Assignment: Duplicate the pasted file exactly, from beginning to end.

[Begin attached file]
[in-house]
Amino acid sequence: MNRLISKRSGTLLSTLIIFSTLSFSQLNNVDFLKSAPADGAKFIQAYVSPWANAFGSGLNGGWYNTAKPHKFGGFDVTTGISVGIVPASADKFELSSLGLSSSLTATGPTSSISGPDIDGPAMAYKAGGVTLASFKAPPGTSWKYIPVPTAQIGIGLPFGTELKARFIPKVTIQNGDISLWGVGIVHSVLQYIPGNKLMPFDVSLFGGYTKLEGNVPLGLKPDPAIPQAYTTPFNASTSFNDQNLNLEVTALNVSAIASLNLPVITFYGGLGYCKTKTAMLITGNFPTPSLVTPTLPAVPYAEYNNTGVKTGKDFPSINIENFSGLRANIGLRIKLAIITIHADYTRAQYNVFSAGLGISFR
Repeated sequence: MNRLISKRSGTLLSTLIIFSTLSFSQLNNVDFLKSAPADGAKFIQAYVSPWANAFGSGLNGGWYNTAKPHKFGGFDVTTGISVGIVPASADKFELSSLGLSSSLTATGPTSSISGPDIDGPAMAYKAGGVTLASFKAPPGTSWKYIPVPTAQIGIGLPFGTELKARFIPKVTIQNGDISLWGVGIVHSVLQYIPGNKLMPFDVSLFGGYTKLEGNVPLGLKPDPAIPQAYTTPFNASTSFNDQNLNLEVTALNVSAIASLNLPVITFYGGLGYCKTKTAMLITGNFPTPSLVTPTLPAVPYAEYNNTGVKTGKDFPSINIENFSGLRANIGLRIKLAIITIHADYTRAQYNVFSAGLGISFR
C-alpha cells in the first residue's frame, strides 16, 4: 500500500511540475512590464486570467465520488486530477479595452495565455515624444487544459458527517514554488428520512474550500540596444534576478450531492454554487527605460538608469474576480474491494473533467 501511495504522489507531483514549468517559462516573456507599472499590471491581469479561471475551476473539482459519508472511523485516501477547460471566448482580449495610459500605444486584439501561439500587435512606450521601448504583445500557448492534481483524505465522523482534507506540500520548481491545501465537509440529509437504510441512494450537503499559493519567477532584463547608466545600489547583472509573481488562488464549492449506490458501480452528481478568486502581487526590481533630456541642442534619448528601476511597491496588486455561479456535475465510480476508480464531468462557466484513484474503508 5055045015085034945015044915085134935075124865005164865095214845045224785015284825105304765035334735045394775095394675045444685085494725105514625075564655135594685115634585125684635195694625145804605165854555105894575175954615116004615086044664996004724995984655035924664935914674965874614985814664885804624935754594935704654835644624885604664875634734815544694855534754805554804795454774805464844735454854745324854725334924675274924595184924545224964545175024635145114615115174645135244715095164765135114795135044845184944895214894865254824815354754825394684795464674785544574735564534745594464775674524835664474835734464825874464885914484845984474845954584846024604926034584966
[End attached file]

[in-house]
Amino acid sequence: MNRLISKRSGTLLSTLIIFSTLSFSQLNNVDFLKSAPADGAKFIQAYVSPWANAFGSGLNGGWYNTAKPHKFGGFDVTTGISVGIVPASADKFELSSLGLSSSLTATGPTSSISGPDIDGPAMAYKAGGVTLASFKAPPGTSWKYIPVPTAQIGIGLPFGTELKARFIPKVTIQNGDISLWGVGIVHSVLQYIPGNKLMPFDVSLFGGYTKLEGNVPLGLKPDPAIPQAYTTPFNASTSFNDQNLNLEVTALNVSAIASLNLPVITFYGGLGYCKTKTAMLITGNFPTPSLVTPTLPAVPYAEYNNTGVKTGKDFPSINIENFSGLRANIGLRIKLAIITIHADYTRAQYNVFSAGLGISFR
Repeated sequence: MNRLISKRSGTLLSTLIIFSTLSFSQLNNVDFLKSAPADGAKFIQAYVSPWANAFGSGLNGGWYNTAKPHKFGGFDVTTGISVGIVPASADKFELSSLGLSSSLTATGPTSSISGPDIDGPAMAYKAGGVTLASFKAPPGTSWKYIPVPTAQIGIGLPFGTELKARFIPKVTIQNGDISLWGVGIVHSVLQYIPGNKLMPFDVSLFGGYTKLEGNVPLGLKPDPAIPQAYTTPFNASTSFNDQNLNLEVTALNVSAIASLNLPVITFYGGLGYCKTKTAMLITGNFPTPSLVTPTLPAVPYAEYNNTGVKTGKDFPSINIENFSGLRANIGLRIKLAIITIHADYTRAQYNVFSAGLGISFR
C-alpha cells in the first residue's frame, strides 16, 4: 500500500511540475512590464486570467465520488486530477479595452495565455515624444487544459458527517514554488428520512474550500540596444534576478450531492454554487527605460538608469474576480474491494473533467 501511495504522489507531483514549468517559462516573456507599472499590471491581469479561471475551476473539482459519508472511523485516501477547460471566448482580449495610459500605444486584439501561439500587435512606450521601448504583445500557448492534481483524505465522523482534507506540500520548481491545501465537509440529509437504510441512494450537503499559493519567477532584463547608466545600489547583472509573481488562488464549492449506490458501480452528481478568486502581487526590481533630456541642442534619448528601476511597491496588486455561479456535475465510480476508480464531468462557466484513484474503508 5055045015085034945015044915085134935075124865005164865095214845045224785015284825105304765035334735045394775095394675045444685085494725105514625075564655135594685115634585125684635195694625145804605165854555105894575175954615116004615086044664996004724995984655035924664935914674965874614985814664885804624935754594935704654835644624885604664875634734815544694855534754805554804795454774805464844735454854745324854725334924675274924595184924545224964545175024635145114615115174645135244715095164765135114795135044845184944895214894865254824815354754825394684795464674785544574735564534745594464775674524835664474835734464825874464885914484845984474845954584846024604926034584966